Question #1 Why is Sin described as a debt? The common mistake people make in studying this parable is that they quickly jump over the word “debt” and start talking about “sin.” Of course, this parable is about sin (our sin towards God and others sin towards us), but we cannot truly understand the force of this parable until we understand the significance of debt in that society. To understand this, let’s back up and look at the context of this parable in Matthew 18     21Then Peter came to Him and said, “Lord, how often shall my brother sin against me, and I forgive him? Up to seven times?” 22Jesus said to him, “I do not say to you, up to seven times, but up to seventy times seven.” We’ve all heard what that implies. Jesus was not saying 70 X 7 = 490. He was saying unlimitedtimes. All that is true but there’s a reason why Jesus used the number 7 and not 3, 5, or 10. Because 7 in the Old Testament is the number of fulfilment. It is the number of Sabbath. It is very significant when it comes to debt.Listen to Deuteronomy 15     1“At the end of everyseven years you shall grant a releaseof debts.2And this isthe form of the release: Every creditor who has lentanythingto his neighbor shall releaseit;he shall not requireitof his neighbor or his brother, because it is called the LORD’S release.” Not only that but even debt slaves were set free. Leviticus 25     8“And you shall count seven sabbaths of years for yourself, seven times seven years; and the time of the seven sabbaths of years shall be to you forty-nine years. 9Then you shall cause the trumpet of the Jubilee to sound on the tenthdayof the seventh month; on the Day of Atonement…10And you shall consecrate the fiftieth year, and proclaim liberty throughout allthe land to all its inhabitants. It shall be a Jubilee for you; and each of you shall return to his possession, and each of you shall return to his family. 17Therefore you shall not oppress one another, but you shall fear your God; for Iamthe LORD your God. 19Then the land will yield its fruit, and you will eat your fill, and dwell there in safety… So when Jesus said to Peter, “not just seven times but seventy times seven,” his listeners knew that he was hinting at the Year of Jubilees.But something else–23“The land shall not be sold permanently, for the landisMine.Not just the land of Israel. Exodus 19:5“Now therefore, if you will indeed obey My voice and keep My covenant, then you shall be a special treasure to Me above all people; for all the earthisMine.” In other words, it doesn’t matter who has the title, God owns it all.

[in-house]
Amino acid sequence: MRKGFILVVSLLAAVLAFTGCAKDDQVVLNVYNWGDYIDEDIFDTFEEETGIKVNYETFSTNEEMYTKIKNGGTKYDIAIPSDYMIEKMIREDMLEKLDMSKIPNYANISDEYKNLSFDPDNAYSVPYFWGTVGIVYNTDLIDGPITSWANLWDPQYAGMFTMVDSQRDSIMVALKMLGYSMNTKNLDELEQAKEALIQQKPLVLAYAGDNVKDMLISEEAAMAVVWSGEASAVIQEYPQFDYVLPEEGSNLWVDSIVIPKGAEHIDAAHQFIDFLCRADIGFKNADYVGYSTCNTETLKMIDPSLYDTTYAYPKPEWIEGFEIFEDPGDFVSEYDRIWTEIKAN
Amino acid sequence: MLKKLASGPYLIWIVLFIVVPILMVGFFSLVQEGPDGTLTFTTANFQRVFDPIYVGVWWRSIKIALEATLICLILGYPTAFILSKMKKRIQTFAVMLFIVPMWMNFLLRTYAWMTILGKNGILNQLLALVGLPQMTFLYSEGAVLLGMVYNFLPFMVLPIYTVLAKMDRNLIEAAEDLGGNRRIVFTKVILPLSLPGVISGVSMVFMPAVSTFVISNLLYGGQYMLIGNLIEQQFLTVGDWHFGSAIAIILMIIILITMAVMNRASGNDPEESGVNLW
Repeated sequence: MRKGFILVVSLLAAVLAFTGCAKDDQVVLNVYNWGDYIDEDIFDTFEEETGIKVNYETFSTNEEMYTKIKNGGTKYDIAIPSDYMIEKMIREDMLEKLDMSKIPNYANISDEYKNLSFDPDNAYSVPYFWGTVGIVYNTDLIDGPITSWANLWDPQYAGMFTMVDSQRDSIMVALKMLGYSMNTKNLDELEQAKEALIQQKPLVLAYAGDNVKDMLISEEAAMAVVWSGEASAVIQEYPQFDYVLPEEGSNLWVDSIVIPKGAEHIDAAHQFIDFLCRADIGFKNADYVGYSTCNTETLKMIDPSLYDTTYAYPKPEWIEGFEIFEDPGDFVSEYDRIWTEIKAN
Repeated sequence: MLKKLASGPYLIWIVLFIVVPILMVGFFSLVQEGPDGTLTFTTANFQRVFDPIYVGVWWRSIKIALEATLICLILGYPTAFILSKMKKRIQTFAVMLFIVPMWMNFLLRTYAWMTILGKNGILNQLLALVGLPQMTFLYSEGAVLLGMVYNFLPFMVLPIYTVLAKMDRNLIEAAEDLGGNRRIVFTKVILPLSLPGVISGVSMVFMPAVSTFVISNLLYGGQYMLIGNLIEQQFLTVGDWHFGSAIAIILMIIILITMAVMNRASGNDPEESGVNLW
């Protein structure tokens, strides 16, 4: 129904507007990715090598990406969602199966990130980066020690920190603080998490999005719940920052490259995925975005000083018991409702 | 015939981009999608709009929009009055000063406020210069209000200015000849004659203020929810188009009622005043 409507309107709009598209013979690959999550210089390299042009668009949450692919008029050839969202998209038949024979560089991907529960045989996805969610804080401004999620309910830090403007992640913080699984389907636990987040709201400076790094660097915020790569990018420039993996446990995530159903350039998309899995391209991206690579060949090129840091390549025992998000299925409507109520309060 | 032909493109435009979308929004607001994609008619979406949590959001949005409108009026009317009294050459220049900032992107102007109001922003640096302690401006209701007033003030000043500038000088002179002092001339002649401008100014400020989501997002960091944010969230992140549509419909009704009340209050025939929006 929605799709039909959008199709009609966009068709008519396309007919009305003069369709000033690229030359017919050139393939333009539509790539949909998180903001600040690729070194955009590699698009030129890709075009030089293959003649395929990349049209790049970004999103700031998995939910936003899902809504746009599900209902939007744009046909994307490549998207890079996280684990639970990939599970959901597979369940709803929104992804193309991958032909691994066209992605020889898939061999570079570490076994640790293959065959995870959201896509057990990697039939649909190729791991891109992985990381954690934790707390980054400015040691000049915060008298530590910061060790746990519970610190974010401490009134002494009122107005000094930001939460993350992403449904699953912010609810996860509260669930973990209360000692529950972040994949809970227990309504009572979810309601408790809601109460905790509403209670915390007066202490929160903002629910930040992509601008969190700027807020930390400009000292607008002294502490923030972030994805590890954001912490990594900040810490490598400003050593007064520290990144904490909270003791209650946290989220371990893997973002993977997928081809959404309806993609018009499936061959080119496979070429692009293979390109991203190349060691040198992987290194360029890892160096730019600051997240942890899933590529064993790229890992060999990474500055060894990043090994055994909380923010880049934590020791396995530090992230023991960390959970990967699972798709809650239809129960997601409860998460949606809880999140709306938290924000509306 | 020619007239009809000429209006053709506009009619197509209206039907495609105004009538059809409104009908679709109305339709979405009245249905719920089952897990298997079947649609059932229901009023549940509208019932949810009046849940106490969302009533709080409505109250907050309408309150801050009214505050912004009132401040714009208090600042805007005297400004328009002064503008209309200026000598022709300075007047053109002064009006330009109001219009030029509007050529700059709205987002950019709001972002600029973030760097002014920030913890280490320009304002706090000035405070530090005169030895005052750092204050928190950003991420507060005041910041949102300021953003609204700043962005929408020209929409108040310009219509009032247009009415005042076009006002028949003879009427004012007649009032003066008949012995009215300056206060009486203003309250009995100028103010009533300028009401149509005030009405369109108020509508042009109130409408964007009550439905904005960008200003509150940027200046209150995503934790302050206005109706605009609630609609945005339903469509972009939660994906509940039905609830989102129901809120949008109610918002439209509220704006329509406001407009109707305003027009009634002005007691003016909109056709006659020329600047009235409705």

To us, it doesn’t seem like a big deal but to those people it was nothing short of a revolution.Why? Because the Pharisees had created a system called “prozbul.” According to this system, the debt collector could give someone’s debt over to the court. This way it was no longer an “individual” holding the debt but a court and did not have to be forgiven in the seventh year. Now the creditors could lend in the sixth year and know that their money would be safe and the borrower could borrow money to do their work. On the surface, this seemed like a win-win, but can you imagine what this did to those in big debt. They could never get out of debt. The debt would keep mounting until it would be a foreclosure or slavery. Think about Jesus’ parable for a moment. How much did the servant owe the king? Ten thousand talents. A talent was about 60-90 pounds depending on the metal (gold, silver, or copper). So, 10,000 talents would be about 225 tons. Let’s say a talent of gold would be about 6000 denarii. 10,000 talents would be 60 million denarii. An average laborer would make 1 denarius a day. Herod’s annual salary was 900 talents. It would take Herod 10 years to pay back as long as he didn’t spend at all. How long will it take for the servant to pay back 60 million denarii? It’s impossible.